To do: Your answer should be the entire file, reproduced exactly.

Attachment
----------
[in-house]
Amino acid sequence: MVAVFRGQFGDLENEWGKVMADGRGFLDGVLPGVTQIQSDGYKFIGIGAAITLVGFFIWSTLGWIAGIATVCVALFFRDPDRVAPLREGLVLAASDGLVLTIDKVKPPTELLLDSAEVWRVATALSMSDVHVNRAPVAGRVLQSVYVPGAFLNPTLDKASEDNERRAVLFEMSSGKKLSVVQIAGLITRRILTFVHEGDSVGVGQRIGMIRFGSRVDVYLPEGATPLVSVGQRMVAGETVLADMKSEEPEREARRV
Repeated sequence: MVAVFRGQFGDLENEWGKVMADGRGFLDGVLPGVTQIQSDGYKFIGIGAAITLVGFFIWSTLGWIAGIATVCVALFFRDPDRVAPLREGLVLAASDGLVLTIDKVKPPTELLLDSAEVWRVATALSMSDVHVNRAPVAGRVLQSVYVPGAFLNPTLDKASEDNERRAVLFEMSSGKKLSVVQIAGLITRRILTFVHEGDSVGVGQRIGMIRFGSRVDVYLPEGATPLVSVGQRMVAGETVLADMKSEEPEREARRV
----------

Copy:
[in-house]
Amino acid sequence: MVAVFRGQFGDLENEWGKVMADGRGFLDGVLPGVTQIQSDGYKFIGIGAAITLVGFFIWSTLGWIAGIATVCVALFFRDPDRVAPLREGLVLAASDGLVLTIDKVKPPTELLLDSAEVWRVATALSMSDVHVNRAPVAGRVLQSVYVPGAFLNPTLDKASEDNERRAVLFEMSSGKKLSVVQIAGLITRRILTFVHEGDSVGVGQRIGMIRFGSRVDVYLPEGATPLVSVGQRMVAGETVLADMKSEEPEREARRV
Repeated sequence: MVAVFRGQFGDLENEWGKVMADGRGFLDGVLPGVTQIQSDGYKFIGIGAAITLVGFFIWSTLGWIAGIATVCVALFFRDPDRVAPLREGLVLAASDGLVLTIDKVKPPTELLLDSAEVWRVATALSMSDVHVNRAPVAGRVLQSVYVPGAFLNPTLDKASEDNERRAVLFEMSSGKKLSVVQIAGLITRRILTFVHEGDSVGVGQRIGMIRFGSRVDVYLPEGATPLVSVGQRMVAGETVLADMKSEEPEREARRV